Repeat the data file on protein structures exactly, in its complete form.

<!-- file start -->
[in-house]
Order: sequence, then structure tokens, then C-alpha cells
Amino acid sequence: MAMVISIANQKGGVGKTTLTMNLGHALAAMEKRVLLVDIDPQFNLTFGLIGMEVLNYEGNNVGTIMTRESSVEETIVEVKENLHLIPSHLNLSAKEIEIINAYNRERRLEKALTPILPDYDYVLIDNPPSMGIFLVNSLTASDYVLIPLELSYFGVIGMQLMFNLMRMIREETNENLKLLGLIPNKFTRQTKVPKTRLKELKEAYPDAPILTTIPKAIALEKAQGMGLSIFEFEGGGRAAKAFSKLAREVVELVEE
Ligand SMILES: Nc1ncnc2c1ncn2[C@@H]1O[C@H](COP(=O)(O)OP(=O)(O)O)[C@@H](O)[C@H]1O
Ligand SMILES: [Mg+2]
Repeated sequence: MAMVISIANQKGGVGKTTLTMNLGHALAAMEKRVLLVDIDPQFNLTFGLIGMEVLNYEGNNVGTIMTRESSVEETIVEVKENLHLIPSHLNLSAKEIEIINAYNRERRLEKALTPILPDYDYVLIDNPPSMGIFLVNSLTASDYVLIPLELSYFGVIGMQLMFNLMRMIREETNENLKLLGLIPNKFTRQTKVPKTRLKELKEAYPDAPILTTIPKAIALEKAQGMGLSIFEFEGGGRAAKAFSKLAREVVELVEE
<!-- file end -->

[in-house]
Order: sequence, then structure tokens, then C-alpha cells
Amino acid sequence: MAMVISIANQKGGVGKTTLTMNLGHALAAMEKRVLLVDIDPQFNLTFGLIGMEVLNYEGNNVGTIMTRESSVEETIVEVKENLHLIPSHLNLSAKEIEIINAYNRERRLEKALTPILPDYDYVLIDNPPSMGIFLVNSLTASDYVLIPLELSYFGVIGMQLMFNLMRMIREETNENLKLLGLIPNKFTRQTKVPKTRLKELKEAYPDAPILTTIPKAIALEKAQGMGLSIFEFEGGGRAAKAFSKLAREVVELVEE
Ligand SMILES: Nc1ncnc2c1ncn2[C@@H]1O[C@H](COP(=O)(O)OP(=O)(O)O)[C@@H](O)[C@H]1O
Ligand SMILES: [Mg+2]
Repeated sequence: MAMVISIANQKGGVGKTTLTMNLGHALAAMEKRVLLVDIDPQFNLTFGLIGMEVLNYEGNNVGTIMTRESSVEETIVEVKENLHLIPSHLNLSAKEIEIINAYNRERRLEKALTPILPDYDYVLIDNPPSMGIFLVNSLTASDYVLIPLELSYFGVIGMQLMFNLMRMIREETNENLKLLGLIPNKFTRQTKVPKTRLKELKEAYPDAPILTTIPKAIALEKAQGMGLSIFEFEGGGRAAKAFSKLAREVVELVEE